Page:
|NMU||TEXAS||Libel||May 11, 2000|
Libel suit against HBO dismissed over proof of actual malice
- The Texas Supreme Court held that even though Texas law makes it more difficult for media defendants to obtain summary judgment, a judge who claimed HBO libelled him presented no evidence of actual malice and his case must be dismissed.
The Texas Supreme Court ruled in early May that Harris County Judge Charles Dean Huckabee did not raise any facts that showed HBO defamed him with actual malice when it aired “Women on Trial,” a documentary about southeast Texas mothers who lost custody of their children after alleging abuse by their fathers.
The state’s high court said the report could not have libeled the former family court judge in Houston, whose rulings in two cases were among those it described. Affidavits from the film’s director Lee Grant, her researchers and the HBO executive who worked with her showed the filmmakers had no reason to believe that any of the reporting was false. The court affirmed the ruling of an appeals court in Houston.
After Sandra Hebert’s 4-year-old son Wayne returned with an injured penis from a visit to his father, telling her, a police officer and a social worker that his father had caused the injury, Hebert asked the Harris County Court to restrict the visitation rights of her ex-husband Michael Hebert.
But after a three-day hearing in 1988, Huckabee instead issued a temporary order giving custody of Wayne to Michael Hebert with no visitation by Sandra Hebert, even though the ex-husband had not asked for custody or for his ex-wife to have no contact with the child.. An appeals court refused to overturn the order and it was still in effect in 1992 when “Women on Trial” aired.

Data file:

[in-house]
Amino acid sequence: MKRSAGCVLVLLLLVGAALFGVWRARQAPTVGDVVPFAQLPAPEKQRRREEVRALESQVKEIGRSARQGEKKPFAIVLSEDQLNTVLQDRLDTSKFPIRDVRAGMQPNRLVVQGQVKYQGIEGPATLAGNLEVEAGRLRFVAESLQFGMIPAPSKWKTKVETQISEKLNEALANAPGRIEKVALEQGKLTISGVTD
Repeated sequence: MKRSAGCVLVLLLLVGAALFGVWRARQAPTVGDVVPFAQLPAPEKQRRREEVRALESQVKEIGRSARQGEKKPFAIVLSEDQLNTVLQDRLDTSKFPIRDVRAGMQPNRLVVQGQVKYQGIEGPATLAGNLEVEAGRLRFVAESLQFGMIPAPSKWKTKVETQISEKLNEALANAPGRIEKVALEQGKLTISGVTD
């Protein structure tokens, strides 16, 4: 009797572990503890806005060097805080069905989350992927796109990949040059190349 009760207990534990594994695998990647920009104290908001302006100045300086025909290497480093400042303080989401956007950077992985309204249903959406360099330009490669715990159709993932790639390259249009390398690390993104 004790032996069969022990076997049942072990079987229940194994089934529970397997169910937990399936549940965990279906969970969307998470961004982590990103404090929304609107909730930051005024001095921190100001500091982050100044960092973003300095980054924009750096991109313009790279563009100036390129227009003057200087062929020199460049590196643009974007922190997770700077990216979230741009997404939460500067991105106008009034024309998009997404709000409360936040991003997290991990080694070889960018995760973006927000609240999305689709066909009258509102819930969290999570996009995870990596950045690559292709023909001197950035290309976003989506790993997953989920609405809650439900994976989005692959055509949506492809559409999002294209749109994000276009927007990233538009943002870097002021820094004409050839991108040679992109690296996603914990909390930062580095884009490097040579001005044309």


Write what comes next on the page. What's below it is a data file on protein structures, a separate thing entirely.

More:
The documentary also detailed a second case in which Huckabee denied a woman access to her children after she accused her husband of abuse.
The high court said that even if parts of the documentary were false — and it would not make that determination — there was no evidence of any actual malice in the reporting. However, the court refused to adopt the federal standard for summary judgment in defamation cases involving public figures. That standard requires a public figure to present “clear and convincing evidence” of defamation with actual malice before the court will allow a libel trial to be scheduled. In Texas a public figure can still have libel trial unless, as in this case, there is “no evidence” that actual malice occurred, the state’s high court ruled..
Huckabee said HBO and the production company had desired to portray him in an unflattering light citing internal documents describing him as “a corrupt judge,” but the court said nothing in these records suggested that the journalists had any doubt about the truthfulness of the film. He said the documentary included “editorial omissions” because it did not include portions of an interview with him and evidence from others that Michael Hebert had not injured his son, but the court said the law does not require the filmmakers to convey his interview.
Huckabee said that the filmmakers “purposely avoided” facts that would have shown their story false, but the court noted the filmmakers had interviewed many persons on both sides of the story. The court rejected Huckabee’s argument that HBO’s legal counsel’s extensive review of the documentary represented “institutional doubt” as to its accuracy. Finally, the court specifically rejected Huckabee’s claim that the film falsely portrayed him as making more than two such rulings and that it overstated the problem in Houston family courts.
A dissenting judge said Huckabee had presented “some evidence” of actual malice, and should be given an opportunity to provide “clear and convincing evidence” of actual malice before the court ruled that he could not have a trial.
(Huckabee v. Time Warner Entertainment Co.; Media attorney: Julie Ford, Austin)
© 2000 The Reporters Committee for Freedom of the Press